“Washington County Regiment”
The monument to the 123rd New York is southeast of Gettysburg on Slocum Avenue. (39.816256° N, 77.218041° W; Google map; Tour map: South Culp’s Hill) Dedicated in 1888 by the State of New York, it features Clio, the muse of history, writing down the regiment’s deeds.
The 123rd New York was commanded at the Battle of Gettysburg by Lieutenant Colonel James C. Rogers while its colonel, Archibald McDougall, commanded the brigade. It brought 495 men to the field, losing 3 killed, 10 wounded and 1 missing.
From the front of the monument:
123rd New York Infantry
1st Brigade 1st Division 12th Corps
The 123rd N.Y. was enlisted in Washington Co. in Aug. 1862 mustered into the U.S. service Sept. Joined the Army of the Potomac and was engaged in the battles of Chancellorsville and Gettysburg. In Sept. 1863 transferred to the Army of the Cumberland and was engaged in the Campaign of Atlanta the March to the Sea and the Campaign of the Carolinas. Mustered out at Washington at the close of the war June 8, 1865.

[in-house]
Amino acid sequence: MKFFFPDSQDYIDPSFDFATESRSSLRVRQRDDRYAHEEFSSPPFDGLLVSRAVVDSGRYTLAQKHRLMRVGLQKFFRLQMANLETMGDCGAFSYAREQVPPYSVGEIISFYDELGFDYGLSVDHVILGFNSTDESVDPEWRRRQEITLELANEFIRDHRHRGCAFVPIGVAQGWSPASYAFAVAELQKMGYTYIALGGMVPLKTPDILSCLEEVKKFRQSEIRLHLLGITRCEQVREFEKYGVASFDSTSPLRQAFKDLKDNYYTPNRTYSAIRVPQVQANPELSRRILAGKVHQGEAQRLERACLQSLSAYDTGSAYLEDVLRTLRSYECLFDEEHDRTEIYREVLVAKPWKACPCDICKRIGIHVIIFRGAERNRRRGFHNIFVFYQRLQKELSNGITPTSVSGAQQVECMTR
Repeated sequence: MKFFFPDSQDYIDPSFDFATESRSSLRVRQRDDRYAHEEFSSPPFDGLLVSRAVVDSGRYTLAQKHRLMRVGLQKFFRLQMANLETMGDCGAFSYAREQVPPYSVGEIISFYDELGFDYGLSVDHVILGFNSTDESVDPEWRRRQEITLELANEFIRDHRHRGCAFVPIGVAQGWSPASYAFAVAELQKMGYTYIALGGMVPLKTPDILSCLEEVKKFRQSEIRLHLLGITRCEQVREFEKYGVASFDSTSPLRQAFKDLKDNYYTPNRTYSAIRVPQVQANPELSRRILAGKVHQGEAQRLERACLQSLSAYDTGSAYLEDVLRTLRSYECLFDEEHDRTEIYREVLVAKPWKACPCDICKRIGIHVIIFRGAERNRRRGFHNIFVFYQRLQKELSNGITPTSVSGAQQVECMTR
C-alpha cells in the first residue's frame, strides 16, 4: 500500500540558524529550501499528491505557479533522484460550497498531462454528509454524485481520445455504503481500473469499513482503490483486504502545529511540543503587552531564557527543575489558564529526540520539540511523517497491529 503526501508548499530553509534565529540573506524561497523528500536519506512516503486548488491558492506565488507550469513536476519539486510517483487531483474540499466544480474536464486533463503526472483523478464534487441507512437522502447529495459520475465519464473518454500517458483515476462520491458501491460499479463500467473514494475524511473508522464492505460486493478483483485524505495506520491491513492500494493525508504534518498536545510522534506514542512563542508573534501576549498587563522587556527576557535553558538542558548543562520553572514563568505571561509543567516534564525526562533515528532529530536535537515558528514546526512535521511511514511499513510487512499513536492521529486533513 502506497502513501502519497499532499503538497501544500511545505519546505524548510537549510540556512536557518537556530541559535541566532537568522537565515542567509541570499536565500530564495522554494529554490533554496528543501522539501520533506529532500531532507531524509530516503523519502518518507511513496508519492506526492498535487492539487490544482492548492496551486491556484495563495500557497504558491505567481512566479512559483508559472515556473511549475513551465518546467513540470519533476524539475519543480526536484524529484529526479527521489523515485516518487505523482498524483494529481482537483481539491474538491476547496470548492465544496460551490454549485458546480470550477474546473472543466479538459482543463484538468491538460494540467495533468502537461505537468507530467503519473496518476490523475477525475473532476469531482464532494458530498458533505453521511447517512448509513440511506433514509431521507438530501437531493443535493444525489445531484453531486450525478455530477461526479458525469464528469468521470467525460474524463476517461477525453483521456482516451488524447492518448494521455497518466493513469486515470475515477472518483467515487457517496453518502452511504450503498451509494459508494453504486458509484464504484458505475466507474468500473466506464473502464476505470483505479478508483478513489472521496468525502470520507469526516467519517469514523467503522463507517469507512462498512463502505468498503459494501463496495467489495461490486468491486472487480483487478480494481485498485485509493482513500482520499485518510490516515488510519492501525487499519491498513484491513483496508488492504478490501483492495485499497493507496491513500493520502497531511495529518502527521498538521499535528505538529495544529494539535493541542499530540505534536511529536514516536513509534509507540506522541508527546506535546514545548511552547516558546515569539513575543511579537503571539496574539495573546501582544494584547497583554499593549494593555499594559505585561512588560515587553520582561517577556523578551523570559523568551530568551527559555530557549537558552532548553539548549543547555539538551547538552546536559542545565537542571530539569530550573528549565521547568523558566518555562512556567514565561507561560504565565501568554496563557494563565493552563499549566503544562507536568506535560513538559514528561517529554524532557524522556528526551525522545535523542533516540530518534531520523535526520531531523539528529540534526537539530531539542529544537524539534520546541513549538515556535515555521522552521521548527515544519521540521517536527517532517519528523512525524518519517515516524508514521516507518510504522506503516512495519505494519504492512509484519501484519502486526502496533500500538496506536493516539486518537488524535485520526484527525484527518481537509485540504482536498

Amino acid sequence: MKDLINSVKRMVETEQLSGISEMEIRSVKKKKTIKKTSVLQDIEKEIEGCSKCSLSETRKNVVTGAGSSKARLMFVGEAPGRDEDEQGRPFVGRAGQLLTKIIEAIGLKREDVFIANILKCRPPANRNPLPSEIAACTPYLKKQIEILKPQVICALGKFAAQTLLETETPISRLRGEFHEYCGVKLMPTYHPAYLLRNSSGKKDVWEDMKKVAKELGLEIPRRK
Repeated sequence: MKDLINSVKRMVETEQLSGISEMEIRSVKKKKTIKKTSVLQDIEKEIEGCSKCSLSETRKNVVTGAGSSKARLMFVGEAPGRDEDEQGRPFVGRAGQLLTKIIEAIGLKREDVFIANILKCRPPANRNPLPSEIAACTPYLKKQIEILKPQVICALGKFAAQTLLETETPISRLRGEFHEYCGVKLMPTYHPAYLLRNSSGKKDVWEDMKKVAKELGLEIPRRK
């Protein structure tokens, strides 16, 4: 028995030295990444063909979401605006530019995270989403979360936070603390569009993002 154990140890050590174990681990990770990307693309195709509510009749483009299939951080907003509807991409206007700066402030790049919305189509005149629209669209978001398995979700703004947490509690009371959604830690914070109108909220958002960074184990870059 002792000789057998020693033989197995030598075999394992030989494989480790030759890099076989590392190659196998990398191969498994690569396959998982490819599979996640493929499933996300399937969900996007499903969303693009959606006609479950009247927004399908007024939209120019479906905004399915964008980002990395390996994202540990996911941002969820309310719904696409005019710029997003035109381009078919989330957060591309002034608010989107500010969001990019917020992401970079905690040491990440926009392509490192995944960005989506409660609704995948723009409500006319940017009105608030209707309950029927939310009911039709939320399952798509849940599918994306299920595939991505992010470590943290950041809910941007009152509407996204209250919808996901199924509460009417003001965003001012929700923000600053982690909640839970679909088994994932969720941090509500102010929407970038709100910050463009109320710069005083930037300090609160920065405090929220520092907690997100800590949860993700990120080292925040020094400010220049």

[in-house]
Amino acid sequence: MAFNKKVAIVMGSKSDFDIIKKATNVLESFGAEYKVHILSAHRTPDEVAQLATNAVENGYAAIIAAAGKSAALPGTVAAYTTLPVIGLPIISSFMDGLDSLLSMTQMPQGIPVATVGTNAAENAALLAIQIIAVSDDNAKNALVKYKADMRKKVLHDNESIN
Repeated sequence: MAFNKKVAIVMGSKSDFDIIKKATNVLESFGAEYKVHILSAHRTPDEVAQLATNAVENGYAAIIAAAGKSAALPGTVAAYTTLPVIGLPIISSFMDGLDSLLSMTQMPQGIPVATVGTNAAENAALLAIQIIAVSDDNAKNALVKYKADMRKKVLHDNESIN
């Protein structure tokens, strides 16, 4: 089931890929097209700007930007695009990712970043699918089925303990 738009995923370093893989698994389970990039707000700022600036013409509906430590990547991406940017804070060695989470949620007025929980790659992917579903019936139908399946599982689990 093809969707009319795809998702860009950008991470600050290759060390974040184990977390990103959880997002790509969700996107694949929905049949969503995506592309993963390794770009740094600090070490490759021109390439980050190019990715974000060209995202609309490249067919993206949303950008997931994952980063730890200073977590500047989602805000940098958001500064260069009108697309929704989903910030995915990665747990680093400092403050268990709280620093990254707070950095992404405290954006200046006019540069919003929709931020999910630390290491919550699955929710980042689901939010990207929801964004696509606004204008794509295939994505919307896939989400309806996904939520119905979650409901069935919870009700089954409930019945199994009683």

From the right side:
Service at Gettysburg
July 1: Marched from Littlestown; Formed line
of battle on Wolf Hill; Bivouaced near Baltimore Pike
July 2: Advanced to this line and built a heavy breastwork of logs. At about 6 p.m. moved to support the left near Little Round Top;
Returning in the night found works in possession of enemy, as no troops were left to occupy them.
July 3, at about 11 a.m. made a charge and recovered these works; about 4 p.m. moved to support line then repelling Pickett’s Charge; a little later had a sharp skirmish in front of this line; at night repelled an attack with heavy loss to the enemy.
July 4, made reconnaissance around Wolf Hill
and through Gettysburg over the Hanover Road.
From the left side:
Chancellorsville • Kulp’s Farm
Gettysburg • Chattahoochie River
Resaca • Peach Tree Creek
Cassville • Atlanta
New Hope Church • Montieth’s Swamp
Lost Mt. • Savannah
Pine Hill • Averysboro
Kennesaw • Bentonville
From the rear:
123rd New York
The Washington County Regiment
12th and 20th Corps
About 100 yards in front of the line of works, a marker indicates the position occupied by the skirmishers of this Regiment on the afternoon of July 3.
See more on the 123rd New York Volunteer Infantry Regiment in the Civil War